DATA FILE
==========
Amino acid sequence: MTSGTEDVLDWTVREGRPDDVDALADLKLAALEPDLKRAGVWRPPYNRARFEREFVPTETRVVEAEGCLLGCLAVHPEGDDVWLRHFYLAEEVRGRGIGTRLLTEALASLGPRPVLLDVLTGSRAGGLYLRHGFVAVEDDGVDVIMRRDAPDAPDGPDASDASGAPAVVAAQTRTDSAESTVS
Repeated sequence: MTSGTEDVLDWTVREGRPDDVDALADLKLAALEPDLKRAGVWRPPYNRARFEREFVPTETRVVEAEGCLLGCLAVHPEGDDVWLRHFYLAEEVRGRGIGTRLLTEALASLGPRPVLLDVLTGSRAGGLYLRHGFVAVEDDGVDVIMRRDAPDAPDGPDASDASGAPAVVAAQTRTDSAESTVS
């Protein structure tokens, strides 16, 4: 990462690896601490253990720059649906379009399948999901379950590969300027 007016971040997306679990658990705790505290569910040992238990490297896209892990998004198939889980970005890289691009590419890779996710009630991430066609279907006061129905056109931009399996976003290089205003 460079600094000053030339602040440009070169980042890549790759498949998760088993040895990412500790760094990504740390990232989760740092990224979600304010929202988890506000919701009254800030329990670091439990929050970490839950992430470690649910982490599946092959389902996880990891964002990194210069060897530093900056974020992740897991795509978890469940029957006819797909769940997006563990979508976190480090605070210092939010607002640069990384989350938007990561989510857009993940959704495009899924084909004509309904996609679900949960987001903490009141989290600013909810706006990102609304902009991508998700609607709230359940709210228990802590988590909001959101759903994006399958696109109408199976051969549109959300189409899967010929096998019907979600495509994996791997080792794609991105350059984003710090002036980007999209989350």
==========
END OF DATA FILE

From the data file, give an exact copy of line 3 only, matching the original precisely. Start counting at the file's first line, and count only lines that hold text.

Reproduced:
């Protein structure tokens, strides 16, 4: 990462690896601490253990720059649906379009399948999901379950590969300027 007016971040997306679990658990705790505290569910040992238990490297896209892990998004198939889980970005890289691009590419890779996710009630991430066609279907006061129905056109931009399996976003290089205003 460079600094000053030339602040440009070169980042890549790759498949998760088993040895990412500790760094990504740390990232989760740092990224979600304010929202988890506000919701009254800030329990670091439990929050970490839950992430470690649910982490599946092959389902996880990891964002990194210069060897530093900056974020992740897991795509978890469940029957006819797909769940997006563990979508976190480090605070210092939010607002640069990384989350938007990561989510857009993940959704495009899924084909004509309904996609679900949960987001903490009141989290600013909810706006990102609304902009991508998700609607709230359940709210228990802590988590909001959101759903994006399958696109109408199976051969549109959300189409899967010929096998019907979600495509994996791997080792794609991105350059984003710090002036980007999209989350």